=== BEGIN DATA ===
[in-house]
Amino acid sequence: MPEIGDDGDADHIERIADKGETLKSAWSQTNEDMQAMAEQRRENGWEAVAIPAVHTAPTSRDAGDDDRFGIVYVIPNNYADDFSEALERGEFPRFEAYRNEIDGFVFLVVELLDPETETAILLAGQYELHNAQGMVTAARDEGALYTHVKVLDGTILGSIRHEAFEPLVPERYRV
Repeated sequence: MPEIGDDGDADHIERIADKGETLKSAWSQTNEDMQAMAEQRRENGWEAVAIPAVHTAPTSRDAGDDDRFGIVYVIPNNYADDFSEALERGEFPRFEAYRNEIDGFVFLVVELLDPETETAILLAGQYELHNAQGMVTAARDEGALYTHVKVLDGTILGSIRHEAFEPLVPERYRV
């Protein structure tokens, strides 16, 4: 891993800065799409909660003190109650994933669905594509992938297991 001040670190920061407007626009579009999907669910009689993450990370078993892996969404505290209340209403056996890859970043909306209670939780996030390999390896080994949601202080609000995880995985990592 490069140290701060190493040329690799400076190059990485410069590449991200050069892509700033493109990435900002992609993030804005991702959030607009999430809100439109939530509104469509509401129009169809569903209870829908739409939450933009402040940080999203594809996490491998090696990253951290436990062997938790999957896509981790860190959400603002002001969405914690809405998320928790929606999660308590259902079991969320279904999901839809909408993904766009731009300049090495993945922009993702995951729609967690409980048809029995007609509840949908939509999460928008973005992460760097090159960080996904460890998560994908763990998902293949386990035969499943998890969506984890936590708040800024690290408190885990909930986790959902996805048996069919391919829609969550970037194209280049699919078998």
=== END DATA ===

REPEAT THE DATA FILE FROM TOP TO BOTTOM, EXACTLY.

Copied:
[in-house]
Amino acid sequence: MPEIGDDGDADHIERIADKGETLKSAWSQTNEDMQAMAEQRRENGWEAVAIPAVHTAPTSRDAGDDDRFGIVYVIPNNYADDFSEALERGEFPRFEAYRNEIDGFVFLVVELLDPETETAILLAGQYELHNAQGMVTAARDEGALYTHVKVLDGTILGSIRHEAFEPLVPERYRV
Repeated sequence: MPEIGDDGDADHIERIADKGETLKSAWSQTNEDMQAMAEQRRENGWEAVAIPAVHTAPTSRDAGDDDRFGIVYVIPNNYADDFSEALERGEFPRFEAYRNEIDGFVFLVVELLDPETETAILLAGQYELHNAQGMVTAARDEGALYTHVKVLDGTILGSIRHEAFEPLVPERYRV
């Protein structure tokens, strides 16, 4: 891993800065799409909660003190109650994933669905594509992938297991 001040670190920061407007626009579009999907669910009689993450990370078993892996969404505290209340209403056996890859970043909306209670939780996030390999390896080994949601202080609000995880995985990592 490069140290701060190493040329690799400076190059990485410069590449991200050069892509700033493109990435900002992609993030804005991702959030607009999430809100439109939530509104469509509401129009169809569903209870829908739409939450933009402040940080999203594809996490491998090696990253951290436990062997938790999957896509981790860190959400603002002001969405914690809405998320928790929606999660308590259902079991969320279904999901839809909408993904766009731009300049090495993945922009993702995951729609967690409980048809029995007609509840949908939509999460928008973005992460760097090159960080996904460890998560994908763990998902293949386990035969499943998890969506984890936590708040800024690290408190885990909930986790959902996805048996069919391919829609969550970037194209280049699919078998």